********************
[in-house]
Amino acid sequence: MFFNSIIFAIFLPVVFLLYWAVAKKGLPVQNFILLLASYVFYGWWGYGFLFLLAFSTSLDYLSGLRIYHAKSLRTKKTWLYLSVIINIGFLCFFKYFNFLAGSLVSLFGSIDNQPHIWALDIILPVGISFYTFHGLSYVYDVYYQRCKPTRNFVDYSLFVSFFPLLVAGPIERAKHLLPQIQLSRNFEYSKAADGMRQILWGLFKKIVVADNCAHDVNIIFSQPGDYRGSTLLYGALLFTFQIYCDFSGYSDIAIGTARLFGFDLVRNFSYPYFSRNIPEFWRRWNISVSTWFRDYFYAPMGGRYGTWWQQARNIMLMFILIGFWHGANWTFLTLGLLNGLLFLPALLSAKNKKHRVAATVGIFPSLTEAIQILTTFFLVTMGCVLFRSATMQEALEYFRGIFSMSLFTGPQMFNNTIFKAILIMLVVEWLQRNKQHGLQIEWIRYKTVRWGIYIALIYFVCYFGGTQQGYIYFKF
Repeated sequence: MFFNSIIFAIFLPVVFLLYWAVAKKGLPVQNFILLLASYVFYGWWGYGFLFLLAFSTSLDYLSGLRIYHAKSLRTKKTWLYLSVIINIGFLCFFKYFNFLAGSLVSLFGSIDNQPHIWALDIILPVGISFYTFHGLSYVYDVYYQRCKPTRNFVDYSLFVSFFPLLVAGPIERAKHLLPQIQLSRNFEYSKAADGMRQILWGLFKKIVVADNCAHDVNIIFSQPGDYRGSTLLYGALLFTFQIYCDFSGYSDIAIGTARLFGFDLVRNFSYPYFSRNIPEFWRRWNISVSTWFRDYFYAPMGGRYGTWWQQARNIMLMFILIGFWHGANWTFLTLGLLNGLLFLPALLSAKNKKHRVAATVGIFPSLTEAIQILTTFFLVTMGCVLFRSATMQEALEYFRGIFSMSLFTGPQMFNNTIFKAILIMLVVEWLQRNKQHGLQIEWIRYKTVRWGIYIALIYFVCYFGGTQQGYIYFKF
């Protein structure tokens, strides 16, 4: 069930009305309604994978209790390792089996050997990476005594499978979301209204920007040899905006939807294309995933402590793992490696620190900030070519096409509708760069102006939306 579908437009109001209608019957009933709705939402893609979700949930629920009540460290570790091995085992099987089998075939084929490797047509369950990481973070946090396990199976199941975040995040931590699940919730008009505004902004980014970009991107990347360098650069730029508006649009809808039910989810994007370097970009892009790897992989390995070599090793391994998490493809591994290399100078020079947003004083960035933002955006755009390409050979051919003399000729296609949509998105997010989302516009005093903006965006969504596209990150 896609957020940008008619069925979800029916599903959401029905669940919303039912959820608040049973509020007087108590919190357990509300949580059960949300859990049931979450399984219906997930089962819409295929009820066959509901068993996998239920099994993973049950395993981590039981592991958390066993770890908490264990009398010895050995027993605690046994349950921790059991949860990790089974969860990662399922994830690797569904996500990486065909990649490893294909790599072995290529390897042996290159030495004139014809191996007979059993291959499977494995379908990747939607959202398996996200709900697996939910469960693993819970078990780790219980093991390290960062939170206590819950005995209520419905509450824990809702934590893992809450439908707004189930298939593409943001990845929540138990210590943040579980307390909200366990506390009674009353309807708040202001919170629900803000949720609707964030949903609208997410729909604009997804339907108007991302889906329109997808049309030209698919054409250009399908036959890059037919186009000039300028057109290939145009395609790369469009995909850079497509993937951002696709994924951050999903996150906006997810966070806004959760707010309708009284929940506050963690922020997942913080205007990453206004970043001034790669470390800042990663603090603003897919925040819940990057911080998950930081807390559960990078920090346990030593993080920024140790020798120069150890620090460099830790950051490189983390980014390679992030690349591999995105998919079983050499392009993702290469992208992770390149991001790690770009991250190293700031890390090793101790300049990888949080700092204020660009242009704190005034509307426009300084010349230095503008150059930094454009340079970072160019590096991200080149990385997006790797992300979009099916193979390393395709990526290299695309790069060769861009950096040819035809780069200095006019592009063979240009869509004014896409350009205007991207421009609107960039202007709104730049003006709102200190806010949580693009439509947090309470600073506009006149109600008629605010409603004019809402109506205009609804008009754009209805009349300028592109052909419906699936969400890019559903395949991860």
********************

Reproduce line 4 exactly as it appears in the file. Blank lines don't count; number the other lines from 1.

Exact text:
């Protein structure tokens, strides 16, 4: 069930009305309604994978209790390792089996050997990476005594499978979301209204920007040899905006939807294309995933402590793992490696620190900030070519096409509708760069102006939306 579908437009109001209608019957009933709705939402893609979700949930629920009540460290570790091995085992099987089998075939084929490797047509369950990481973070946090396990199976199941975040995040931590699940919730008009505004902004980014970009991107990347360098650069730029508006649009809808039910989810994007370097970009892009790897992989390995070599090793391994998490493809591994290399100078020079947003004083960035933002955006755009390409050979051919003399000729296609949509998105997010989302516009005093903006965006969504596209990150 896609957020940008008619069925979800029916599903959401029905669940919303039912959820608040049973509020007087108590919190357990509300949580059960949300859990049931979450399984219906997930089962819409295929009820066959509901068993996998239920099994993973049950395993981590039981592991958390066993770890908490264990009398010895050995027993605690046994349950921790059991949860990790089974969860990662399922994830690797569904996500990486065909990649490893294909790599072995290529390897042996290159030495004139014809191996007979059993291959499977494995379908990747939607959202398996996200709900697996939910469960693993819970078990780790219980093991390290960062939170206590819950005995209520419905509450824990809702934590893992809450439908707004189930298939593409943001990845929540138990210590943040579980307390909200366990506390009674009353309807708040202001919170629900803000949720609707964030949903609208997410729909604009997804339907108007991302889906329109997808049309030209698919054409250009399908036959890059037919186009000039300028057109290939145009395609790369469009995909850079497509993937951002696709994924951050999903996150906006997810966070806004959760707010309708009284929940506050963690922020997942913080205007990453206004970043001034790669470390800042990663603090603003897919925040819940990057911080998950930081807390559960990078920090346990030593993080920024140790020798120069150890620090460099830790950051490189983390980014390679992030690349591999995105998919079983050499392009993702290469992208992770390149991001790690770009991250190293700031890390090793101790300049990888949080700092204020660009242009704190005034509307426009300084010349230095503008150059930094454009340079970072160019590096991200080149990385997006790797992300979009099916193979390393395709990526290299695309790069060769861009950096040819035809780069200095006019592009063979240009869509004014896409350009205007991207421009609107960039202007709104730049003006709102200190806010949580693009439509947090309470600073506009006149109600008629605010409603004019809402109506205009609804008009754009209805009349300028592109052909419906699936969400890019559903395949991860």